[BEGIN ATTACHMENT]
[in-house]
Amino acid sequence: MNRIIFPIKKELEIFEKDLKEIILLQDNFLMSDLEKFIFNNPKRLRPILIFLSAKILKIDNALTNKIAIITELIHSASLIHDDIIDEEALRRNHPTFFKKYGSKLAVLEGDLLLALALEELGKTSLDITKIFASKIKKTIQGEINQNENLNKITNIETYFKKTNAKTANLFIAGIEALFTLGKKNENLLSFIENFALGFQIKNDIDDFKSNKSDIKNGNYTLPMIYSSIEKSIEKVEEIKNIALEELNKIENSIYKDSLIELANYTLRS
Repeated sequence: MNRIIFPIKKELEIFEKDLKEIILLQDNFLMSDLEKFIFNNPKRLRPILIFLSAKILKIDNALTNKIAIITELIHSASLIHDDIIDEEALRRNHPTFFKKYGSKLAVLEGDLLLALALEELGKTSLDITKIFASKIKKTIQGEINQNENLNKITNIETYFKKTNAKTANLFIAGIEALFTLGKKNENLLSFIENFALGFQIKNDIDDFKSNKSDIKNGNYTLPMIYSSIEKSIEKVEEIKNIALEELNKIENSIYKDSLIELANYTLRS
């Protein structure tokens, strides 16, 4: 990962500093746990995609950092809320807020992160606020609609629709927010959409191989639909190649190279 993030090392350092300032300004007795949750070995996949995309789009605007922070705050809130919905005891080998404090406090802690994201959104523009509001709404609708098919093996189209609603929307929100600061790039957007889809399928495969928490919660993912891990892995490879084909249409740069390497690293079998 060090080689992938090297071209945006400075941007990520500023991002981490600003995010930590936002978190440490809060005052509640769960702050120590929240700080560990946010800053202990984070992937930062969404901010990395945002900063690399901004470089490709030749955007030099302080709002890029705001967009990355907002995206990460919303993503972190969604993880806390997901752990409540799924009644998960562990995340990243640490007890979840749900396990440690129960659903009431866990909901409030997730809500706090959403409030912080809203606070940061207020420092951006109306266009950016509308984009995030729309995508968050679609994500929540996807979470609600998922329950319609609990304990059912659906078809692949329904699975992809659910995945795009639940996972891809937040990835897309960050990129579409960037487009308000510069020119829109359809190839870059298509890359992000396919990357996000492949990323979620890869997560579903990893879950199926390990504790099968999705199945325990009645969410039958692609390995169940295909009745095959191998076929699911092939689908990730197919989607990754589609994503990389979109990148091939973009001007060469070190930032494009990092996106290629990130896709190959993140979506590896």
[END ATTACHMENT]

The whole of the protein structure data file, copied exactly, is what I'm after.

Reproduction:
[in-house]
Amino acid sequence: MNRIIFPIKKELEIFEKDLKEIILLQDNFLMSDLEKFIFNNPKRLRPILIFLSAKILKIDNALTNKIAIITELIHSASLIHDDIIDEEALRRNHPTFFKKYGSKLAVLEGDLLLALALEELGKTSLDITKIFASKIKKTIQGEINQNENLNKITNIETYFKKTNAKTANLFIAGIEALFTLGKKNENLLSFIENFALGFQIKNDIDDFKSNKSDIKNGNYTLPMIYSSIEKSIEKVEEIKNIALEELNKIENSIYKDSLIELANYTLRS
Repeated sequence: MNRIIFPIKKELEIFEKDLKEIILLQDNFLMSDLEKFIFNNPKRLRPILIFLSAKILKIDNALTNKIAIITELIHSASLIHDDIIDEEALRRNHPTFFKKYGSKLAVLEGDLLLALALEELGKTSLDITKIFASKIKKTIQGEINQNENLNKITNIETYFKKTNAKTANLFIAGIEALFTLGKKNENLLSFIENFALGFQIKNDIDDFKSNKSDIKNGNYTLPMIYSSIEKSIEKVEEIKNIALEELNKIENSIYKDSLIELANYTLRS
């Protein structure tokens, strides 16, 4: 990962500093746990995609950092809320807020992160606020609609629709927010959409191989639909190649190279 993030090392350092300032300004007795949750070995996949995309789009605007922070705050809130919905005891080998404090406090802690994201959104523009509001709404609708098919093996189209609603929307929100600061790039957007889809399928495969928490919660993912891990892995490879084909249409740069390497690293079998 060090080689992938090297071209945006400075941007990520500023991002981490600003995010930590936002978190440490809060005052509640769960702050120590929240700080560990946010800053202990984070992937930062969404901010990395945002900063690399901004470089490709030749955007030099302080709002890029705001967009990355907002995206990460919303993503972190969604993880806390997901752990409540799924009644998960562990995340990243640490007890979840749900396990440690129960659903009431866990909901409030997730809500706090959403409030912080809203606070940061207020420092951006109306266009950016509308984009995030729309995508968050679609994500929540996807979470609600998922329950319609609990304990059912659906078809692949329904699975992809659910995945795009639940996972891809937040990835897309960050990129579409960037487009308000510069020119829109359809190839870059298509890359992000396919990357996000492949990323979620890869997560579903990893879950199926390990504790099968999705199945325990009645969410039958692609390995169940295909009745095959191998076929699911092939689908990730197919989607990754589609994503990389979109990148091939973009001007060469070190930032494009990092996106290629990130896709190959993140979506590896």